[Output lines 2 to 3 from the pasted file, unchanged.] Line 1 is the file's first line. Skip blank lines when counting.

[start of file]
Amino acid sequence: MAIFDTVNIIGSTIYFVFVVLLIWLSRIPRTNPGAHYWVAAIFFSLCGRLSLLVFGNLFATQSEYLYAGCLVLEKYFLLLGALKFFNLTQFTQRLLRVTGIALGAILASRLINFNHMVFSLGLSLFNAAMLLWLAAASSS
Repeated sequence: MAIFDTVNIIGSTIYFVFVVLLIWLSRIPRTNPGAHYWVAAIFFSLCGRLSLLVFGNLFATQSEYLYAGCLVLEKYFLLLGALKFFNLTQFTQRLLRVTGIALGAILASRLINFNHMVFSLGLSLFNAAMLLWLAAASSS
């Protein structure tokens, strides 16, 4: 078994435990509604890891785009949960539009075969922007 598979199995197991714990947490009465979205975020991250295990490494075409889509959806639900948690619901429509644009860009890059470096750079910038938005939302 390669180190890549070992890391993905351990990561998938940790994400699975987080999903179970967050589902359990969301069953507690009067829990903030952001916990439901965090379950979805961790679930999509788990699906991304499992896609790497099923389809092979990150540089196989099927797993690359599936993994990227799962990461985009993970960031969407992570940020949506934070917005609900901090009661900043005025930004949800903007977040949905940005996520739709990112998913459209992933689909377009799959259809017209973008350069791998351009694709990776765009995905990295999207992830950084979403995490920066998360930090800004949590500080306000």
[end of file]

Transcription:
Repeated sequence: MAIFDTVNIIGSTIYFVFVVLLIWLSRIPRTNPGAHYWVAAIFFSLCGRLSLLVFGNLFATQSEYLYAGCLVLEKYFLLLGALKFFNLTQFTQRLLRVTGIALGAILASRLINFNHMVFSLGLSLFNAAMLLWLAAASSS
């Protein structure tokens, strides 16, 4: 078994435990509604890891785009949960539009075969922007 598979199995197991714990947490009465979205975020991250295990490494075409889509959806639900948690619901429509644009860009890059470096750079910038938005939302 390669180190890549070992890391993905351990990561998938940790994400699975987080999903179970967050589902359990969301069953507690009067829990903030952001916990439901965090379950979805961790679930999509788990699906991304499992896609790497099923389809092979990150540089196989099927797993690359599936993994990227799962990461985009993970960031969407992570940020949506934070917005609900901090009661900043005025930004949800903007977040949905940005996520739709990112998913459209992933689909377009799959259809017209973008350069791998351009694709990776765009995905990295999207992830950084979403995490920066998360930090800004949590500080306000």